Mesh based survivable networks options and strategies for optical, MPLS, SONET, and ATM networking

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This document was created by an unregistered ChmMagic, please go to http://www.bisenter.com to register it Thanks [ Team LiB ] • Table of Contents • Index Mesh-Based Survivable Networks: Options and Strategies for Optical, MPLS, SONET, and ATM Networking By Wayne D Grover Publisher: Prentice Hall PTR Pub Date: August 26, 2003 ISBN: 0-13-494576-X Pages: 880 "Always on" information networks must automatically reroute around virtually any problem-but conventional, redundant ring architectures are too inefficient and inflexible The solution: mesh-based networks that will be just as survivable-and far more flexible and cost-effective Drawing heavily on the latest research, Wayne D Grover introduces radical new concepts essential for deploying mesh-based networks Grover offers "how-to" guidance on everything from logical design to operational strategy and evolution planning-including unprecedented insight into migration from ring topologies and the important new concept of p-cycles Mesh survivability: realities and common misunderstandings Basic span- and path-restoration concepts and techniques Logical design: modularity, non-linear cost structures, express-route optimization, and dual-failure considerations Operational aspects of real-time restoration and self-organizing pre-planning against failures The "transport-stabilized Internet": self-organizing reactions to failure and unforeseen demand patterns Leveraging controlled oversubscription of capacity upon restoration in IP networks "Forcers": a new way to analyze the capacity structure of mesh-restorable networks New techniques for evolving facility-route structures in mesh-restorable networks p-Cycles: combining the simplicity and switching speed of ring networks with the efficiency of mesh networks This document was created by an unregistered ChmMagic, please go to http://www.bisenter.com to register it Thanks Novel Working Capacity Envelope concept for simplified dynamic demand provisioning Dual-failure restorability and the availability of mesh networks This is the definitive guide to mesh-based networking for every system engineer, network planner, product manager, researcher and graduate student in optical networking [ Team LiB ] This document was created by an unregistered ChmMagic, please go to http://www.bisenter.com to register it Thanks [ Team LiB ] • Table of Contents • Index Mesh-Based Survivable Networks: Options and Strategies for Optical, MPLS, SONET, and ATM Networking By Wayne D Grover Publisher: Prentice Hall PTR Pub Date: August 26, 2003 ISBN: 0-13-494576-X Pages: 880 Copyright About the Book's Web Site www.ee.ualberta.ca/~grover/ Foreword Preface Acknowledgements Introduction and Outline Historical Backdrop The Case for Mesh-based Survivable Networks Outline Part Preparations Chapter Orientation to Transport Networks and Technology Section 1.0.1 Aggregation of Service Layer Traffic into Transport Demands Section 1.0.2 Concept of Logical versus Physical Networks: Virtual Topology Section 1.0.3 Multiplexing and Switching Section 1.0.4 Concept of Transparency Section 1.0.5 Layering and Partitioning Section 1.1 Plesiochronous Digital Hierarchy (PDH) Section 1.2 SONET / SDH Section 1.3 Broadband ISDN and Asynchronous Transfer Mode (ATM) Section 1.4 Concept of Label-Switching: The Basis of ATM and MPLS Section 1.5 Network Planning Aspects of Transport Networks Section 1.6 Short and Long-Term Transport Network Planning Contexts Chapter Internet Protocol and Optical Networking This document was created by an unregistered ChmMagic, please go to http://www.bisenter.com to register it Thanks Section 2.1 Increasing Network Efficiency Section 2.2 DWDM and Optical Networking Section 2.3 Optical Cross-Connects (OXC) Section 2.4 Data-Centric Payloads and Formats for the Transport Network Section 2.5 Enhancing SONET for Data Transport Section 2.6 Optical Service Channels and Digital Wrapper Section 2.7 IP-Centric Control of Optical Networks Section 2.8 Basic Internet Protocols Section 2.9 Extensions for IP-Centric Control of Optical Networks Section 2.10 Network Planning Issues Chapter Failure Impacts, Survivability Principles, and Measures of Survivability Section 3.1 Transport Network Failures and Their Impacts Section 3.2 Survivability Principles from the Ground Up Section 3.3 Physical Layer Survivability Measures Section 3.4 Survivability at the Transmission System Layer Section 3.5 Logical Layer Survivability Schemes Section 3.6 Service Layer Survivability Schemes Section 3.7 Comparative Advantages of Different Layers for Survivability Section 3.8 Measures of Outage and Survivability Performance Section 3.9 Measures of Network Survivability Section 3.10 Restorability Section 3.11 Reliability Section 3.12 Availability Section 3.13 Network Reliability Section 3.14 Expected Loss of Traffic and of Connectivity Chapter Graph Theory, Routing, and Optimization Section 4.1 Graph Theory Related to Transport Networking Section 4.2 Computational Complexity Section 4.3 Shortest Path Algorithms Section 4.4 Bhandari's Modified Dijkstra Algorithms Section 4.5 k-Shortest Path Algorithms Section 4.6 Maximum Flow: Concept and Algorithm Section 4.7 Shortest Disjoint Path Pair Section 4.8 Finding Biconnected Components of a Graph Section 4.9 The Cut-Tree Section 4.10 Finding All Cycles of a Graph Section 4.11 Optimization Methods for Network Design Section 4.12 Linear and Integer Programming Section 4.13 Duality Section 4.14 Unimodularity and Special Structures Section 4.15 Network Flow Problems Section 4.16 Techniques for Formulating LP/ILP Problems Section 4.17 Lagrangean Techniques Section 4.18 Other Combinatorial Optimization Methods: Meta-Heuristics Part Studies Chapter Span-Restorable and Span-Protected Mesh Networks Section 5.1 Updating the View of Span Restoration Section 5.2 Operational Concepts for Span Restoration Section 5.3 Spare Capacity Design of Span-Restorable Mesh Networks Section 5.4 Jointly Optimized Working and Spare Capacity Assignment This document was created by an unregistered ChmMagic, please go to http://www.bisenter.com to register it Thanks Section 5.5 The Forcer Concept Section 5.6 Modular Span-Restorable Mesh Capacity Design Section 5.7 A Generic Policy for Generating Eligible Route Sets Section 5.8 Chain Optimized Mesh Design for Low Connectivity Graphs Section 5.9 Span-Restorable Capacity Design with Multiple Service Classes Section 5.10 Incremental Capacity Planning for Span-Restorable Networks Section 5.11 Bicriteria Design Methods for Span-Restorable Mesh Networks Chapter Path Restoration and Shared Backup Path Protection Section 6.1 Understanding Path Protection, Path Restoration and Path Segments Section 6.2 A Framework for Path Restoration Routing and Capacity Design Section 6.3 The Path Restoration Rerouting Problem Section 6.4 Concepts of Stub Release and Stub Reuse in Path Restoration Section 6.5 Lower Bounds on Redundancy Section 6.6 Master Formulation for Path Restoration Capacity Design Section 6.7 Simplest Model for Path Restoration Capacity Design Section 6.8 Comparative Study of Span and Path-Restorable Designs Section 6.9 Shared BackupPath Protection (SBPP) Section 6.10 Lagrangean Relaxation for Path-Oriented Capacity Design Problems Section 6.11 Heuristics for Path-Restorable Network Design Section 6.12 Phase Heuristics?Design Construction Section 6.13 Putting Modularity Considerations in the Iterative Heuristic Section 6.14 Phase Forcer-Oriented Design Improvement Heuristic Section 6.15 A Tabu Search Heuristic for Design Tightening Section 6.16 Simulated Allocation Type of Algorithm for Design Tightening Chapter Oversubscription-Based Design of Shared Backup Path Protection for MPLS or ATM Section 7.1 Concept of Oversubscription Section 7.2 Overview of MPLS Shared Backup Path Protection and ATM Backup VP Concepts Section 7.3 The Oversubscription Design Framework Section 7.4 Defining the Oversubscription Factor Xj,i Section 7.5 KST Algorithm for Backup Path Capacity Allocation Section 7.6 Oversubscription Effects with KST-Alg Section 7.7 Minimum Spare Capacity with Limits on Oversubscription Section 7.8 Minimum Peak Oversubscription with Given Spare Capacity Section 7.9 OS-3: Minimum Total Capacity with Limited Oversubscription Section 7.10 Related Bounds on Spare Capacity Section 7.11 Illustrative Results and Discussion Section 7.12 Determining the Maximum Tolerable Oversubscription Section 7.13 Extension and Application to Multiple Classes of Service Chapter Dual Failures, Nodal Bypass and Common Duct Effects on Design and Availability Section 8.1 Are Dual Failures a Real Concern? Section 8.2 Dual Failure Restorability Analysis of Span-Restorable Networks Section 8.3 Determining the Network Average Dual Failure Restorability,R2 Section 8.4 Relationship Between Dual Failure Restorability and Availability Section 8.5 Dual Failure Availability Analysis for SBPP Networks Section 8.6 Optimizing Spare Capacity Design for Dual Failures Section 8.7 Dual Failure Considerations Arising From Express Routes Section 8.8 Optimal Capacity Design with Bypasses Section 8.9 Effects of Dual Failures Arising from Shared Risk Link Groups Section 8.10 Capacity Design for a Known Set of SRLGs Section 8.11 Effects of SRLGs on Spare Capacity This document was created by an unregistered ChmMagic, please go to http://www.bisenter.com to register it Thanks Chapter Mesh Network Topology Design and Evolution Section 9.1 Different Contexts and Benefits of Topology Planning Section 9.2 Topology Design for Working Flow Only Section 9.3 Interacting Effects in Mesh-Survivable Topology Section 9.4 Experimental Studies of Mesh Capacity versus Graph Connectivity Section 9.5 How Economy of Scale Changes the Optimal Topology Section 9.6 The Single-Span Addition Problem Section 9.7 The Complete Mesh Topology, Routing, and Spare Capacity Problem Section 9.8 Sample Results: Studies with MTRS Section 9.9 A Three-Part Heuristic for MTRS Section 9.10 Studies with the Three-Part Heuristic for MTRS Section 9.11 Ezema's Edge-Limiting Criteria Section 9.12 Successive Inclusion Heuristic Section 9.13 Graph Sifting and Graph Repair for Topology Search Section 9.14 A Tabu Search Extension of the Graph Sifter Architecture Section 9.15 Range Sweeping Topology Search Section 9.16 Overall Strategy and Applications for Topology Planning Chapter 10 p-Cycles Section 10.1 The Concept of p-Cycles Section 10.2 Cycle Covers and "Protection Cycles" per Ellinas et al Section 10.3 Optimal Capacity Design of Networks withp-Cycles Section 10.4 Application of p-Cycles to DWDM Networks Section 10.5 Schupke et al ? Case Study for DWDM p-Cycles Section 10.6 Results with Jointly Optimized (VWP) p-Cycles Section 10.7 Heuristic and Algorithmic Approaches to p-Cycle Design Section 10.8 Concept of a Straddling Subnetwork and Domain Perimeterp-Cycles Section 10.9 Extra Straddling Relationships with Non-Simple p-Cycles Section 10.10 Hamiltonian p-Cycles and Homogeneous Networks Section 10.11 An ADM-like Nodal Device forp-Cycles Section 10.12 Self-Organized p-Cycle Formation Section 10.13 Virtual p-Cycles in the MPLS Layer for Link and Node Protection Section 10.14 Node-Encircling p-Cycles for Protection Against Node Loss Chapter 11 Ring-Mesh Hybrids and Ring-to-Mesh Evolution Section 11.1 Integrated ADM Functions on DCS/OXC: an Enabler of Hybrids Section 11.2 Hybrids Based on the Ring-Access Mesh-Core Principle Section 11.3 Mesh-Chain Hybrid Networks Section 11.4 Studies of Ring-Mesh and Mesh-Chain Hybrid Network Designs Section 11.5 Optimal Design of Ring-Mesh Hybrids Section 11.6 Forcer Clipping Ring-Mesh Hybrids Section 11.7 Ring to Mesh Evolution via "Ring Mining" Section 11.8 Ring Mining to p-Cycles as the Target Architecture Bibliography Index [ Team LiB ] This document was created by an unregistered ChmMagic, please go to http://www.bisenter.com to register it Thanks [ Team LiB ] This document was created by an unregistered ChmMagic, please go to http://www.bisenter.com to register it Thanks Copyright Library of Congress Cataloging-in-Publication Data Wireless communications: signal processing perspectives / [edited by] H Vincent Poor, Gregory W Wornell p cm. (Prentice Hall signal processing series) Includes bibliographical references and index ISBN 0-13-620345-0 Wireless communication systems Signal processing I Poor, H Vincent II Wornell, Gregory W III Series TK5103.2.W5718 1998 98-9676 621.382 dc21 CIP Editorial/production supervision Mary Sudul Cover design director Jerry Votta Cover design Talar Boorujy and Nina Scuderi Manufacturing manager Alexis Heydt-Long Manufacturing buyer Maura Zaldivar Publisher Bernard Goodwin Editorial assistant Michelle Vincenti Marketing manager Dan DePasquale © 2004 by Prentice Hall PTR Pearson Education, Inc Upper Saddle River, New Jersey 07458 Prentice Hall books are widely used by corporations and government agencies for training, marketing, and resale The publisher offers discounts on this book when ordered in bulk quantities For more information, contact Corporate Sales Department, Phone: 800-382-3419; FAX: 201- 236-7141; E-mail: corpsales@prenhall.com Or write: Prentice Hall PTR, Corporate Sales Dept., One Lake Street, Upper Saddle River, NJ 07458 Other company and product names mentioned herein are the trademarks or registered trademarks of their respective owners All rights reserved No part of this book may be reproduced, in any form or by any means, without permission in writing from the publisher Printed in the United States of America 1st Printing Pearson Education LTD Pearson Education Australia PTY, Limited Pearson Education Singapore, Pte Ltd This document was created by an unregistered ChmMagic, please go to http://www.bisenter.com to register it Thanks Pearson Education North Asia Ltd Pearson Education Canada, Ltd Pearson Educación de Mexico, S.A de C.V Pearson Education—Japan Pearson Education Malaysia, Pte Ltd Dedication To my wife, Jutta—to my son, Edward (Teddy) and to TRLabs—still the noble experiment [ Team LiB ] This document was created by an unregistered ChmMagic, please go to http://www.bisenter.com to register it Thanks [ Team LiB ] About the Book's Web Site www.ee.ualberta.ca/~grover/ A number of appendices and supplements are web-based, so that they may be kept current and easily updated or extended as desired This includes: Glossary AMPL models to implement design formulations DATPrep programs: These are programs that can be used as is or adapted to new problems for the creation of network specific DAT files that required for execution of the AMPL models A library of test-case network and demand files A library of programs for basic functions such as routing or cycle enumeration Frequently Asked Questions and discussion on survivable networking issues Errata for the book Technical Reports produced by the authors research group (as available) Recommended Links Selected Lecture Notes on Survivable Networks MeshBuilder: prototype versions of a mesh-based planning and analysis tool Student Problems and Research Projects The web site is http://www.ee.ualberta.ca/~grover/ Follow the link to "Mesh-Based Survivable Networks." Access to the book's web resources requires the user to have a copy of the book on hand In future, the URL will change to http://www.ece.ualberta.ca/~grover/ [ Team LiB ] ... it Thanks [ Team LiB ] • Table of Contents • Index Mesh- Based Survivable Networks: Options and Strategies for Optical, MPLS, SONET, and ATM Networking By Wayne D Grover Publisher: Prentice Hall... Envelope concept for simplified dynamic demand provisioning Dual-failure restorability and the availability of mesh networks This is the definitive guide to mesh- based networking for every system... ring networks with the capacity-efficiency of mesh- based networks We include p-cycles as a mesh- based survivable architecture because they exhibit extremely low mesh- like capacity redundancy and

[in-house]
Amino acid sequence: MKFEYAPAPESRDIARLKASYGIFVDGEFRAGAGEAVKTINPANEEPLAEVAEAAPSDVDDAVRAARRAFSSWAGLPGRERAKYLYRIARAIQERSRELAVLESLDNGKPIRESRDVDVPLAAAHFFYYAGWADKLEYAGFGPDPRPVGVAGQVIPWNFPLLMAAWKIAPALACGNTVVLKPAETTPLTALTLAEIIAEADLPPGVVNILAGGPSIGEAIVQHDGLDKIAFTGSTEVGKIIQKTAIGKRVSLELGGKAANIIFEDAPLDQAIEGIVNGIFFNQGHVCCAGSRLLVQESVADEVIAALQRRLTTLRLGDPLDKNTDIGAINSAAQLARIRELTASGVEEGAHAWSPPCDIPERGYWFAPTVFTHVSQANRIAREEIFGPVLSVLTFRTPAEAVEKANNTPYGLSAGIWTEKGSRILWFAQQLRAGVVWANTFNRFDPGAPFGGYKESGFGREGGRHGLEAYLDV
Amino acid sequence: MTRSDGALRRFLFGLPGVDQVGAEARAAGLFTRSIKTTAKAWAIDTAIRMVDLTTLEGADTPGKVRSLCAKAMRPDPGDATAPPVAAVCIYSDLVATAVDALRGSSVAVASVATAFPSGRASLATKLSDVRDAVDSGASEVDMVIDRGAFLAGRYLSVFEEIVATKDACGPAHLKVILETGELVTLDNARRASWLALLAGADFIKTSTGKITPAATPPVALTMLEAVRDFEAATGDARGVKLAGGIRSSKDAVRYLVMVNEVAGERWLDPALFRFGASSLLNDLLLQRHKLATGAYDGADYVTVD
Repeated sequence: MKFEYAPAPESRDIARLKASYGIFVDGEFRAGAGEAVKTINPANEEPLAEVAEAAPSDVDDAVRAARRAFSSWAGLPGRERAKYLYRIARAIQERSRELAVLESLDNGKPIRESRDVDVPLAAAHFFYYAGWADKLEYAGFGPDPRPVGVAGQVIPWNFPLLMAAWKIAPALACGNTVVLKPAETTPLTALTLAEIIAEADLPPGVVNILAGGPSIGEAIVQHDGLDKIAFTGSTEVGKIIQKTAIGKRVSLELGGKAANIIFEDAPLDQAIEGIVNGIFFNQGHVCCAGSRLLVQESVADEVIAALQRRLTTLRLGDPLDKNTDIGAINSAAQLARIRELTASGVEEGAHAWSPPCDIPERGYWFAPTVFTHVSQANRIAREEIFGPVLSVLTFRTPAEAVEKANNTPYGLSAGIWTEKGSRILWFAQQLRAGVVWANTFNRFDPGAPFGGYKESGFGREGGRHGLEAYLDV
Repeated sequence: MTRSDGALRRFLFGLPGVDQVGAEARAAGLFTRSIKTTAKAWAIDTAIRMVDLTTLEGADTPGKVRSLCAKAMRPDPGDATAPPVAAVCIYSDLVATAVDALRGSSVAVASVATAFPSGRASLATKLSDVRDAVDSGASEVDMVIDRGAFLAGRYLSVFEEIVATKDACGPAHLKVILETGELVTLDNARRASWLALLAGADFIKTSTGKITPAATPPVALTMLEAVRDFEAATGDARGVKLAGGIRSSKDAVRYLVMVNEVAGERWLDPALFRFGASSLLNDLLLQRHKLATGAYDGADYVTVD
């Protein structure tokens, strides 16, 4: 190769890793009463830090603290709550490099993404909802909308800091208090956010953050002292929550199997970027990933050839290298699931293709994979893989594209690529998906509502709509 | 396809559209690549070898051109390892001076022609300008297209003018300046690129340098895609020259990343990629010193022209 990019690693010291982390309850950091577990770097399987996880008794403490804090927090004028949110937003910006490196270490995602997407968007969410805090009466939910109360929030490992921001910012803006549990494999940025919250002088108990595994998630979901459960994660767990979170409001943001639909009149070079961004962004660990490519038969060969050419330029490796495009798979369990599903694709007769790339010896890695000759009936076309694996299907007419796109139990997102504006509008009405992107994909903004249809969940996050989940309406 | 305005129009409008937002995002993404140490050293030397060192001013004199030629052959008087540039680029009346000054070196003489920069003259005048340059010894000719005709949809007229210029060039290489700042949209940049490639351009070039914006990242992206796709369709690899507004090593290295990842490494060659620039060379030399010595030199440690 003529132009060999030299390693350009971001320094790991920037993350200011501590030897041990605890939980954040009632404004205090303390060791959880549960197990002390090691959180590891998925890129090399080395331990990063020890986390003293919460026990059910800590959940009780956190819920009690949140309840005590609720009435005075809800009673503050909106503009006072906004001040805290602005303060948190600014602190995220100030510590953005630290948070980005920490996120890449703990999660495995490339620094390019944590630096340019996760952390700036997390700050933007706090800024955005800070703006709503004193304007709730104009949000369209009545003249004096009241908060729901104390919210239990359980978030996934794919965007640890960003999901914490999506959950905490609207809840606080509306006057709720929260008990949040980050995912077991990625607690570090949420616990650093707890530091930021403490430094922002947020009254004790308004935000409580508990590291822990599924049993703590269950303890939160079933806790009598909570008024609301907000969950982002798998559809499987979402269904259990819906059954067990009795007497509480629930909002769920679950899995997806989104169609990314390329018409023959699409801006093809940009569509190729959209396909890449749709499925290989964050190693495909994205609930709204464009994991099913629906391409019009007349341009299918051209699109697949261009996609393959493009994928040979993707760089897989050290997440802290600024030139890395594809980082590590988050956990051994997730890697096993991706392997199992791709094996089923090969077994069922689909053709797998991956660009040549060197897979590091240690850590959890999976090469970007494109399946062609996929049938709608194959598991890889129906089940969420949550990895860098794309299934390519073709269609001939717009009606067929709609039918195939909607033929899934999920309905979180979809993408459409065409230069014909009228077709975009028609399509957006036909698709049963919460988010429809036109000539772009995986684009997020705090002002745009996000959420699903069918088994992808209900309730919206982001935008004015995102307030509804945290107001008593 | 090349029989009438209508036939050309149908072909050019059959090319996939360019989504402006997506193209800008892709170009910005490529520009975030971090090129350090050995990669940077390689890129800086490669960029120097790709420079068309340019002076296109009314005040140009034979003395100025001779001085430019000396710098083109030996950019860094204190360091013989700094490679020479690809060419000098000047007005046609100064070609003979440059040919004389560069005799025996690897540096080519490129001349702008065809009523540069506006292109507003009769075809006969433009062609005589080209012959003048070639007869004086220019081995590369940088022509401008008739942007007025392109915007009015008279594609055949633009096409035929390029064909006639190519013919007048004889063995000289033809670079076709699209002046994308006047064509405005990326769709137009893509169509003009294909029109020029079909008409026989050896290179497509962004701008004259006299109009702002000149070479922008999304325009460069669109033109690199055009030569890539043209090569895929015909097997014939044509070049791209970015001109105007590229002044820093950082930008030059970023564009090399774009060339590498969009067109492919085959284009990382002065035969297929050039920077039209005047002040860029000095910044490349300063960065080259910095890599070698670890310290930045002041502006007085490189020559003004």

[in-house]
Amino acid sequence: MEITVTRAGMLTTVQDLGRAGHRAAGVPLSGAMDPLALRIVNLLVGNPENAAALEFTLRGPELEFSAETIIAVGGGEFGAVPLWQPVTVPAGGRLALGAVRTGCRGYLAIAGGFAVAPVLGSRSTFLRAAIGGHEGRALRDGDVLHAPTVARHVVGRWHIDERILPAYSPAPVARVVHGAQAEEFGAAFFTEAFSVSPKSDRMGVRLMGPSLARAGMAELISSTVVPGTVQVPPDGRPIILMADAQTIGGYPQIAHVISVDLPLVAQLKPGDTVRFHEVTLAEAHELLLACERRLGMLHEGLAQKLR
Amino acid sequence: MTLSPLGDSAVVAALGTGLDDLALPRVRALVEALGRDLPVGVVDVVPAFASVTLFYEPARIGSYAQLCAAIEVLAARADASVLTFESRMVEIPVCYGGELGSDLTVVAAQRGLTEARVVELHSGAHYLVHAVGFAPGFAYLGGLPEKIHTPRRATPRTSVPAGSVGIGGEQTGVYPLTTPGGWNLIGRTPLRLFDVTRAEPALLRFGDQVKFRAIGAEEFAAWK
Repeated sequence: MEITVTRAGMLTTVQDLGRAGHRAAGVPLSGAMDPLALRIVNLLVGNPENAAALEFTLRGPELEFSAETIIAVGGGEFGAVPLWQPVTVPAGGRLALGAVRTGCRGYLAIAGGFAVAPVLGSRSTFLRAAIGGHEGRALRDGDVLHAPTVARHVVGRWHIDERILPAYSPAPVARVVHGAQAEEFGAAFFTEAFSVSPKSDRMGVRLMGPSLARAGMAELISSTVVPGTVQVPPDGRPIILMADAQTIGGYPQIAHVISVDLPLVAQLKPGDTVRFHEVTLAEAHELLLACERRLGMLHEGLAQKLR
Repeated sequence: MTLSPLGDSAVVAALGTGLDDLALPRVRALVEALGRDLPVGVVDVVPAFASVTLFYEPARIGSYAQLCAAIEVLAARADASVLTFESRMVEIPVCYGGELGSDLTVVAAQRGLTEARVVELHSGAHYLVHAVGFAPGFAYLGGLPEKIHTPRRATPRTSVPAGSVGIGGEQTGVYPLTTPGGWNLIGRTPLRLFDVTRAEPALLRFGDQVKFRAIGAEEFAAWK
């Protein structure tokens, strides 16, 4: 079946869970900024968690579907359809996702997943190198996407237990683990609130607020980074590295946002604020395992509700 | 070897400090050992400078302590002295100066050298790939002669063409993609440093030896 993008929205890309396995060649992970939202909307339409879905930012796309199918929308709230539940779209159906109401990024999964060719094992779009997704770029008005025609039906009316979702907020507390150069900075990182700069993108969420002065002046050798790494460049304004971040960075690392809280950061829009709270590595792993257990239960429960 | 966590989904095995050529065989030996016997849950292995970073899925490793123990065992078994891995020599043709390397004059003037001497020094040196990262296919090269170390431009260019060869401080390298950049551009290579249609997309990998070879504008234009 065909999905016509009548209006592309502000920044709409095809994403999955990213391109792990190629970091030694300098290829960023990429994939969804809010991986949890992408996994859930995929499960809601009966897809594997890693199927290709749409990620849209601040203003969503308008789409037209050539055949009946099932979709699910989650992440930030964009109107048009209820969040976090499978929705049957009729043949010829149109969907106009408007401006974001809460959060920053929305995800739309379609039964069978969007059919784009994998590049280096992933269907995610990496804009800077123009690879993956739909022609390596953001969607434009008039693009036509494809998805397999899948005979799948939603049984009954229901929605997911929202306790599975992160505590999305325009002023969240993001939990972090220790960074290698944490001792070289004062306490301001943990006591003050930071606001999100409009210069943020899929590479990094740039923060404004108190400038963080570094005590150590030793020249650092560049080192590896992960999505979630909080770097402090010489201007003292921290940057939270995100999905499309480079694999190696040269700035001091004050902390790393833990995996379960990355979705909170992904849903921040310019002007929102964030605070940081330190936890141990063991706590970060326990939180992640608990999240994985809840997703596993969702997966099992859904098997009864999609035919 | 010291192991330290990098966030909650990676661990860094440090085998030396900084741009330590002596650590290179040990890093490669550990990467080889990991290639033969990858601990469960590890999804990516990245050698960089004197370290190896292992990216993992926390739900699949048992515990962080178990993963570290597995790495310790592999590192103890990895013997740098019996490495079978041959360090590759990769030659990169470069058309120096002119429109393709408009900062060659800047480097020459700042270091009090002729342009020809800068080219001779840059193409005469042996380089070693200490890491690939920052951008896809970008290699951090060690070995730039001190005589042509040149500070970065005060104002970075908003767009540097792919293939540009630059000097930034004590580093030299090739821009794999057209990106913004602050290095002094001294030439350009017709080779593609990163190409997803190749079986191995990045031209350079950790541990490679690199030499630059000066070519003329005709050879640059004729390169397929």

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Xem thêm: Mesh based survivable networks options and strategies for optical, MPLS, SONET, and ATM networking , Mesh based survivable networks options and strategies for optical, MPLS, SONET, and ATM networking , Chapter 1. Orientation to Transport Networks and Technology, 4 Concept of Label-Switching: The Basis of ATM and MPLS, Chapter 2. Internet Protocol and Optical Networking, Chapter 3. Failure Impacts, Survivability Principles, and Measures of Survivability, Chapter 4. Graph Theory, Routing, and Optimization, 4 Bhandari's Modified Dijkstra Algorithms, Chapter 5. Span-Restorable and Span-Protected Mesh Networks, 1 Understanding Path Protection, Path Restoration and Path Segments, Chapter 7. Oversubscription-Based Design of Shared Backup Path Protection for MPLS or ATM, 9 OS-3: Minimum Total Capacity with Limited Oversubscription, Chapter 8. Dual Failures, Nodal Bypass and Common Duct Effects on Design and Availability, Chapter 9. Mesh Network Topology Design and Evolution, 7 The Complete Mesh Topology, Routing, and Spare Capacity Problem, 2 Cycle Covers and 'Protection Cycles' per Ellinas et al., 4 Application of 'p'-Cycles to DWDM Networks, 10 Hamiltonian 'p'-Cycles and Homogeneous Networks, 13 Virtual 'p'-Cycles in the MPLS Layer for Link and Node Protection ' [10] ', 14 Node-Encircling 'p'-Cycles for Protection Against Node Loss, 1 Integrated ADM Functions on DCS/OXC: an Enabler of Hybrids, 8 Ring Mining to 'p'-Cycles as the Target Architecture